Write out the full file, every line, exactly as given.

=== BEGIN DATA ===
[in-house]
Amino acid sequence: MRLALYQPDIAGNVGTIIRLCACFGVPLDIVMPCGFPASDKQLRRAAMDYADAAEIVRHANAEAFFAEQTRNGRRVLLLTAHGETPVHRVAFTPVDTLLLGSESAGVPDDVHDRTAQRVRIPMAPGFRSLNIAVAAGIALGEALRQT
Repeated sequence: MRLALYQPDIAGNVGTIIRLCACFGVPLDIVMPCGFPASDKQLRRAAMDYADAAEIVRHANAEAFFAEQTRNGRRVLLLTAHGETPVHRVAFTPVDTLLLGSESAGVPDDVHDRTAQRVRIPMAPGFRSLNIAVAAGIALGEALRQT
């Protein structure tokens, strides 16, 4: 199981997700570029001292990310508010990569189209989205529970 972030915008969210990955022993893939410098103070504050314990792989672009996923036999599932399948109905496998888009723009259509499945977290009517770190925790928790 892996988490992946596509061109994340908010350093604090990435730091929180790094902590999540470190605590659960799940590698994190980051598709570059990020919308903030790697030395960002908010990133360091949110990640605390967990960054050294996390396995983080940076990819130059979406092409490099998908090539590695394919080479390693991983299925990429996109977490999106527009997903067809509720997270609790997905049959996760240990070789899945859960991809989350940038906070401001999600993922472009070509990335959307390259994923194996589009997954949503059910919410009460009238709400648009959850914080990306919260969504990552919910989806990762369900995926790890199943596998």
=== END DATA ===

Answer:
[in-house]
Amino acid sequence: MRLALYQPDIAGNVGTIIRLCACFGVPLDIVMPCGFPASDKQLRRAAMDYADAAEIVRHANAEAFFAEQTRNGRRVLLLTAHGETPVHRVAFTPVDTLLLGSESAGVPDDVHDRTAQRVRIPMAPGFRSLNIAVAAGIALGEALRQT
Repeated sequence: MRLALYQPDIAGNVGTIIRLCACFGVPLDIVMPCGFPASDKQLRRAAMDYADAAEIVRHANAEAFFAEQTRNGRRVLLLTAHGETPVHRVAFTPVDTLLLGSESAGVPDDVHDRTAQRVRIPMAPGFRSLNIAVAAGIALGEALRQT
């Protein structure tokens, strides 16, 4: 199981997700570029001292990310508010990569189209989205529970 972030915008969210990955022993893939410098103070504050314990792989672009996923036999599932399948109905496998888009723009259509499945977290009517770190925790928790 892996988490992946596509061109994340908010350093604090990435730091929180790094902590999540470190605590659960799940590698994190980051598709570059990020919308903030790697030395960002908010990133360091949110990640605390967990960054050294996390396995983080940076990819130059979406092409490099998908090539590695394919080479390693991983299925990429996109977490999106527009997903067809509720997270609790997905049959996760240990070789899945859960991809989350940038906070401001999600993922472009070509990335959307390259994923194996589009997954949503059910919410009460009238709400648009959850914080990306919260969504990552919910989806990762369900995926790890199943596998």